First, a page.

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What would your grandfather say....

....about all the razors, brushes, soaps, creams, mugs, bowls, aftershaves, and so on that you've acquired? I think mine would shake his head and say, "Boy, you only need one razor, one brush, and some soap. You don't need all this mess. Back in my day...."
 
Never knew either of my grandfathers. My father would look at it and ask "What do you need all this stuff for?" I'd probably answer something like "I like variety." To that he would take another glance at the stash in front of him, shake his head and walk away. RIP Dad.
 
I remember my grandfather using disposables and old spice in that white bottle . My old man was an electric guy for years .
 
My Dad had one Gillette Razor, one brush, one puck of shaving soap (in his one shaving cup), one brand of blades (Gillette) and one brand of aftershave.

He is laughing his *** off in Heaven. :)
 
He would say something like "you only need one", but I would counter with "why do you have so many bottles of different Bourbon, won't one do?" That might have framed things so we could understand each other better. Of course, I have many bottles of Bourbon too...
 
Indeed, RIP Dad. Memories of him with his mug of soap and brush is what got me started in wet shaving after years of cartridges and disposables.
My Dad always used an electric from the day I was born until the day he died. But sometime in the late 70's I was lucky enough to set aside his "gift" of his old electric and found BIC disposables and canned foamin' goo.
 

emwolf

Contributor
My only living grandpa had a DE and a straight, but by the time I knew him I think the straight was sitting idle. He also had a bottle of bay rum in the medicine cabinet that had a bay leaf in the bottle (it may have been a plastic leaf). I don't think he would have complained about our "hobby." He had about 20 or so hats (many of which came my way when he passed) and a couple dozen pipes. Why anyone would need that many hats or pipes is beyond me. I even smoked a pipe and never equaled his number.
 
Paternal grandfather: Had used straight razors and then a single edge and had probably arrived at electric the whole time I knew him.

Maternal grandfather: Used carts such as Gillette Trac II or the similar Schick and finally an electric in the Alzheimer's years.

Father: Safety razor, brush and soap until about 1980, then Gillette Good news disposables brush and soap and then later just canned foam and now Bic 3 blade non pivoting head disposable.

They view/ed shaving as a practical matter, though my father and paternal grandfather could appreciate some of the finely built razors and brushes though they never owned any themselves. Being gunsmith's who built custom rifles, they appreciated fine craftsmanship.

None of them had the concept of rotations, nor the ownership of enough product to support such "nonsense". Shaving was a daily duty, nothing more.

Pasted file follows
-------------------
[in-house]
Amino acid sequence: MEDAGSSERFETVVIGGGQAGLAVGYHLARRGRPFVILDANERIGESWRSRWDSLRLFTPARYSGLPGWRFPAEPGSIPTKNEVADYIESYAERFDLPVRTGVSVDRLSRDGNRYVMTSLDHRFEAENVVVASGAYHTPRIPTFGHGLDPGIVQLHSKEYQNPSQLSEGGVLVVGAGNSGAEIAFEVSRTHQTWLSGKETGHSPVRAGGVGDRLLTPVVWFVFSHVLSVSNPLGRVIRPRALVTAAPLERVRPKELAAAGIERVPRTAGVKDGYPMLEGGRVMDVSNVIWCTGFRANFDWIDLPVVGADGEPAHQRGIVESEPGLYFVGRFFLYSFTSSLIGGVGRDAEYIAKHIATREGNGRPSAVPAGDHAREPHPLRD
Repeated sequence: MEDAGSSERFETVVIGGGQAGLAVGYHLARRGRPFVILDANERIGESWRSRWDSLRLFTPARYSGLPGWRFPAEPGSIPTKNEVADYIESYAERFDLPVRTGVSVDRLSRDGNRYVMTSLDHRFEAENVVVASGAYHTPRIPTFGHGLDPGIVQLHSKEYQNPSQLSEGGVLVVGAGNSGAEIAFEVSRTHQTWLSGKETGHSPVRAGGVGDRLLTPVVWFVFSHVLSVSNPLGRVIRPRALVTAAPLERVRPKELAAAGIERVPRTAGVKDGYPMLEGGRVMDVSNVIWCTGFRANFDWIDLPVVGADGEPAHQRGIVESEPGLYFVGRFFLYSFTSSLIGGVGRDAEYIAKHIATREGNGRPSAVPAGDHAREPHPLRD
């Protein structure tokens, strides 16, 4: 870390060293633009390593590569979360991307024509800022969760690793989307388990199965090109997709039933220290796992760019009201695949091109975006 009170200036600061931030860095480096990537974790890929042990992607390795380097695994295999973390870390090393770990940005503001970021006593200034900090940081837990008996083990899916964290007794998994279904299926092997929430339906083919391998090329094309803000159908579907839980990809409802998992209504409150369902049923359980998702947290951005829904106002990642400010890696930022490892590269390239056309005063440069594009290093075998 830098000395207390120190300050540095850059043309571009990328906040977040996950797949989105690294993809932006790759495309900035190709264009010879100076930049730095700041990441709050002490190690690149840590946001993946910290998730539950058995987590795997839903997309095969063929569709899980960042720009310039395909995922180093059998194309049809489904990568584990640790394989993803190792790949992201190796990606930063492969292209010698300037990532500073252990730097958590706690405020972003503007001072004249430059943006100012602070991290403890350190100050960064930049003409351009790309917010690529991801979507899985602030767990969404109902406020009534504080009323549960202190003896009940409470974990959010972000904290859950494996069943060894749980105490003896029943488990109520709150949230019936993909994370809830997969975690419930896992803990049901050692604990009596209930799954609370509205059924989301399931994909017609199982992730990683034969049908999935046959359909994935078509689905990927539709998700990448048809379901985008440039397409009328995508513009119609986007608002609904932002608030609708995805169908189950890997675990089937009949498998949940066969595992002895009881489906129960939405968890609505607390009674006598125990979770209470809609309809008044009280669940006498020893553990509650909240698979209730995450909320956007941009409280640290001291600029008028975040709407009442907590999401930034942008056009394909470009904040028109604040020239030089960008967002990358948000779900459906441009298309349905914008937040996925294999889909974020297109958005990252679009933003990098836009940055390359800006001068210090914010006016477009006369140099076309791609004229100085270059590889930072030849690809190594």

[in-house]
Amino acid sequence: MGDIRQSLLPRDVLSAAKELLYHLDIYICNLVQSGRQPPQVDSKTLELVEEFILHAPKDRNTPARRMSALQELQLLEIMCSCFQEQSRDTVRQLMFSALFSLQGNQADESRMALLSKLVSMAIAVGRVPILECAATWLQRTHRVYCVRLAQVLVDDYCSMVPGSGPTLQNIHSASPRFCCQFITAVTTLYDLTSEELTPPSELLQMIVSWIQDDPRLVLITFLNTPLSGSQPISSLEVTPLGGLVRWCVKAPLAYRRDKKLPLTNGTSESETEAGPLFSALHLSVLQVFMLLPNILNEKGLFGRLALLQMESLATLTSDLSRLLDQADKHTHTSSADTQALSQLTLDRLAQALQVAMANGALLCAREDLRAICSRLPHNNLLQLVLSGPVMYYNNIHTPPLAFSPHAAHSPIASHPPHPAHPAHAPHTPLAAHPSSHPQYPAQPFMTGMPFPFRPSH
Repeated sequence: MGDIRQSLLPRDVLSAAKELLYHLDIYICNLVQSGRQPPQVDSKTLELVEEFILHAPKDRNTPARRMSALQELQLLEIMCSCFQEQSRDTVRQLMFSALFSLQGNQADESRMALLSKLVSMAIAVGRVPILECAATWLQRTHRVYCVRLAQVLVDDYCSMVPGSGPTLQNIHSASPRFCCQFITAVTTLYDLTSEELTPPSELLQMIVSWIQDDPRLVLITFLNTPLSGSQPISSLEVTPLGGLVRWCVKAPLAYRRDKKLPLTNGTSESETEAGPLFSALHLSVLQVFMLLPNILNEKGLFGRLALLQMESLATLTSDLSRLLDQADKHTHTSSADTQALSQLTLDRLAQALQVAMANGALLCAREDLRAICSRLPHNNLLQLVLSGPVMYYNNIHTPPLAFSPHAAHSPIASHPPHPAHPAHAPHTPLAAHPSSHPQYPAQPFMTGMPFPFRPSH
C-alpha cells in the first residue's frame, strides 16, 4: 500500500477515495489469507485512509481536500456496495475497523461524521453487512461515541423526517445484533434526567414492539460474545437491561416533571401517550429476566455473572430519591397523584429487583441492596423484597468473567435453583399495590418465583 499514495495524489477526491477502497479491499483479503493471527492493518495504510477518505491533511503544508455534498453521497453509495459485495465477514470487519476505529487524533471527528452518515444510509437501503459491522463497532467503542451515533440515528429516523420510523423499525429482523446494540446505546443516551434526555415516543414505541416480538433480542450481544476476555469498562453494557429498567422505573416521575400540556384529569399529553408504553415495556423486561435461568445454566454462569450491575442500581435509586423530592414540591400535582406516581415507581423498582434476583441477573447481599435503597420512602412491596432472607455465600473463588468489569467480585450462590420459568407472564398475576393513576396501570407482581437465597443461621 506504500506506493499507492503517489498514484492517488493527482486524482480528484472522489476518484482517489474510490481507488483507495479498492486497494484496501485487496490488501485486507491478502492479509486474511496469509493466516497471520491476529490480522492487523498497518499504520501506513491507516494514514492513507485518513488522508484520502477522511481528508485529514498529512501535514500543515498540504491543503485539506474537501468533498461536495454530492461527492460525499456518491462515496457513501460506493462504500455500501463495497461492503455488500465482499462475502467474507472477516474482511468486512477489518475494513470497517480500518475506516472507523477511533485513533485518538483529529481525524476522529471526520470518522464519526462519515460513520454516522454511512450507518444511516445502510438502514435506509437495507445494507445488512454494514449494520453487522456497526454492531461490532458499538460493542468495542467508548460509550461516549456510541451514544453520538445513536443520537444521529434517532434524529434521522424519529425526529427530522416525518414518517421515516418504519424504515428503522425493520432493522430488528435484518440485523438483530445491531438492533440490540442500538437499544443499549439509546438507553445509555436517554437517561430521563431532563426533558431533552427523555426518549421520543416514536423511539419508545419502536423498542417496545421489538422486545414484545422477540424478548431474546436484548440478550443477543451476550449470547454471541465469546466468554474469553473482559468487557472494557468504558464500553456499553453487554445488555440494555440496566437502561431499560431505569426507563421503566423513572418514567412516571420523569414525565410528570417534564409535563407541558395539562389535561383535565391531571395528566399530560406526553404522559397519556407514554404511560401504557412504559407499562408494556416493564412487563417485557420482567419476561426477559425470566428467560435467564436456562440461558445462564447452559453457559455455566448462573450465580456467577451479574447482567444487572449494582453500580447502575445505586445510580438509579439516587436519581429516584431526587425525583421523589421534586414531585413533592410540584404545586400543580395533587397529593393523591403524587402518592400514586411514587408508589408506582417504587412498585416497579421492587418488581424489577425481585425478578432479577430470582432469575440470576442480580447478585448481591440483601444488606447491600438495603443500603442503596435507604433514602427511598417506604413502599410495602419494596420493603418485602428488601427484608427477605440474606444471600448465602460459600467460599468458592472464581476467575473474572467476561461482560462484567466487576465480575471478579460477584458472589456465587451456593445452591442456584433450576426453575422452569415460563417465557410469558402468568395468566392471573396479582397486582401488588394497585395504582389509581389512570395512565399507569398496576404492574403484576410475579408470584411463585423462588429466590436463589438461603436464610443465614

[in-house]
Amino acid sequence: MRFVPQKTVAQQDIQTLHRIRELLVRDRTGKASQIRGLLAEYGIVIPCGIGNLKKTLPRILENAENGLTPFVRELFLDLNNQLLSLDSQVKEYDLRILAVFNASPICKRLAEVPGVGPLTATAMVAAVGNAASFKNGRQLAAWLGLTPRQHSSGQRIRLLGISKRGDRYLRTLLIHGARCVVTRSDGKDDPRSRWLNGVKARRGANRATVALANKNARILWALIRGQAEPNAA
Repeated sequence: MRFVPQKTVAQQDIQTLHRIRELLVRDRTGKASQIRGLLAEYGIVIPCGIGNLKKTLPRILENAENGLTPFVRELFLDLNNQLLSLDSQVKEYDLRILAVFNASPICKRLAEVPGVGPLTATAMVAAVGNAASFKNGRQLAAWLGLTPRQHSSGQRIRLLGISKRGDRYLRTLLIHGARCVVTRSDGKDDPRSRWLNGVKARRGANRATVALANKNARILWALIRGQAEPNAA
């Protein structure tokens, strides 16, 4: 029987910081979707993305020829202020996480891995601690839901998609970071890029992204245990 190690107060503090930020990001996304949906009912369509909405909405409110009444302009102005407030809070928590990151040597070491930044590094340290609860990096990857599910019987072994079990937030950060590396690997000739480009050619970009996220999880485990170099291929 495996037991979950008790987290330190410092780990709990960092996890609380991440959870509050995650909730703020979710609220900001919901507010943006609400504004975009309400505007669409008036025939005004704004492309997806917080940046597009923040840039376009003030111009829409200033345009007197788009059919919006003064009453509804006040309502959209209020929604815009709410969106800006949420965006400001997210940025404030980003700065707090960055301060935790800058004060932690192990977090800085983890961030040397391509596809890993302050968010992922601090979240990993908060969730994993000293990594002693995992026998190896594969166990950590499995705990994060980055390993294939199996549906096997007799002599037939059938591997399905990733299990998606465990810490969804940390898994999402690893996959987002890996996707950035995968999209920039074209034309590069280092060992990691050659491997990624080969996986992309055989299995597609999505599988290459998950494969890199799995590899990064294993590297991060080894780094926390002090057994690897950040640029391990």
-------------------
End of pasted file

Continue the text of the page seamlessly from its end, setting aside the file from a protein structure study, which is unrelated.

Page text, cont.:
I remember my dad using a Schick injector when I was little and at some point switching to carts. If he saw my den today, he’d smile and say “Wow!”, or maybe “Mmm”, and not much else.

He was a very smart man.
 
The grandfather whose Gillette Old Type I used for 40 years was a plain Hoosier farmer. With the one razor from the 20s until he passed away. My grandmother’s big triumph was getting him out of overalls and into twill pants during his working hours.

However, he had a plumed three cornered hat and a ornamental sword (and I don’t know what other regalia) for those occasions when he played in the band with his fraternal organization. And much nicer suits, ties, and dress hats (for Sunday meeting and a restaurant dinner) than I will ever own. Different era, different fripperies.
 
My paternal grandpa would probably say all of my stuff is a waste of money. He used a Gillette Super Speed, the cheapest canned foam and blades that were available; and no aftershave. He shaved everyday, no matter what. He could probably shave with a piece of glass. Even when he was dying of cancer, he insisted on being clean shaved. He enlisted the help of a male nurse who he really liked to help him shave when he was too weak to do it himself. That nurse treated my grandpa like a man and always shook his hand.

My maternal grandpa would be too drunk to care about my shaving stuff. He would probably ask me to take him to the liquor store and buy him a bottle of gin.

My maternal step grandpa wouldn't care either. He used disposable Bic razors and now I think he uses the Gillette Fusion. Probably the one with the most blades. He dry shaves too...
 
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My grandfathers, rest their souls, would give me an education and say - are you crazy boy!
Why its just silly to spend money on all those soaps, creams, razors and blades.
All you need is one Gillette razor, a pack of Wilkinson blades, a puck of Williams, a boar brush and your set.
They both lived to their late 80's and were clean shaven every day of their lives - one razor, one pack of blades, a puck of Williams, one brush and a coffee mug.

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